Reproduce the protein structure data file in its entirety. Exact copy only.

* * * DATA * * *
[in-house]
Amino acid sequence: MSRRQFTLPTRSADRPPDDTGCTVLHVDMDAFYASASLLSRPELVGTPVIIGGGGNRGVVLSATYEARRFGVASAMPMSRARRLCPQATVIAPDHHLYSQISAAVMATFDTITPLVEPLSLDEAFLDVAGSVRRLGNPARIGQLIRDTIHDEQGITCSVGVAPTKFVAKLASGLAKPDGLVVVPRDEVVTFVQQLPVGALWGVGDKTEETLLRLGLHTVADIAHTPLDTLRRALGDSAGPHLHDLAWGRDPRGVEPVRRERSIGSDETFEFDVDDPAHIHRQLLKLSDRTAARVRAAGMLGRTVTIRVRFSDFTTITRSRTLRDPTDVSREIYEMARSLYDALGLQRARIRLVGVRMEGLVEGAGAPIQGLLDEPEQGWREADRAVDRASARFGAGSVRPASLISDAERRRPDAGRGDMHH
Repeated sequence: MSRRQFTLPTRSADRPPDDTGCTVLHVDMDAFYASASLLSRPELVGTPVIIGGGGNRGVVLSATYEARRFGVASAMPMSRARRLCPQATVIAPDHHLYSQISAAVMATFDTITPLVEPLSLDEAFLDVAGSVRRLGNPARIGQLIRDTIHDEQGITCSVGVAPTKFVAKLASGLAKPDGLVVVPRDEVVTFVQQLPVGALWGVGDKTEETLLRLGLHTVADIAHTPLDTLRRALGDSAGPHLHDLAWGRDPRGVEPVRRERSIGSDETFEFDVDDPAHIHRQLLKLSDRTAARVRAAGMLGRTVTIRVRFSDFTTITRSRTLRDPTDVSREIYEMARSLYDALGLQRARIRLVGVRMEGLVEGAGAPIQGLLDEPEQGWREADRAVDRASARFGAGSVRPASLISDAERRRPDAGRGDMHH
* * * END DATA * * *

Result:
[in-house]
Amino acid sequence: MSRRQFTLPTRSADRPPDDTGCTVLHVDMDAFYASASLLSRPELVGTPVIIGGGGNRGVVLSATYEARRFGVASAMPMSRARRLCPQATVIAPDHHLYSQISAAVMATFDTITPLVEPLSLDEAFLDVAGSVRRLGNPARIGQLIRDTIHDEQGITCSVGVAPTKFVAKLASGLAKPDGLVVVPRDEVVTFVQQLPVGALWGVGDKTEETLLRLGLHTVADIAHTPLDTLRRALGDSAGPHLHDLAWGRDPRGVEPVRRERSIGSDETFEFDVDDPAHIHRQLLKLSDRTAARVRAAGMLGRTVTIRVRFSDFTTITRSRTLRDPTDVSREIYEMARSLYDALGLQRARIRLVGVRMEGLVEGAGAPIQGLLDEPEQGWREADRAVDRASARFGAGSVRPASLISDAERRRPDAGRGDMHH
Repeated sequence: MSRRQFTLPTRSADRPPDDTGCTVLHVDMDAFYASASLLSRPELVGTPVIIGGGGNRGVVLSATYEARRFGVASAMPMSRARRLCPQATVIAPDHHLYSQISAAVMATFDTITPLVEPLSLDEAFLDVAGSVRRLGNPARIGQLIRDTIHDEQGITCSVGVAPTKFVAKLASGLAKPDGLVVVPRDEVVTFVQQLPVGALWGVGDKTEETLLRLGLHTVADIAHTPLDTLRRALGDSAGPHLHDLAWGRDPRGVEPVRRERSIGSDETFEFDVDDPAHIHRQLLKLSDRTAARVRAAGMLGRTVTIRVRFSDFTTITRSRTLRDPTDVSREIYEMARSLYDALGLQRARIRLVGVRMEGLVEGAGAPIQGLLDEPEQGWREADRAVDRASARFGAGSVRPASLISDAERRRPDAGRGDMHH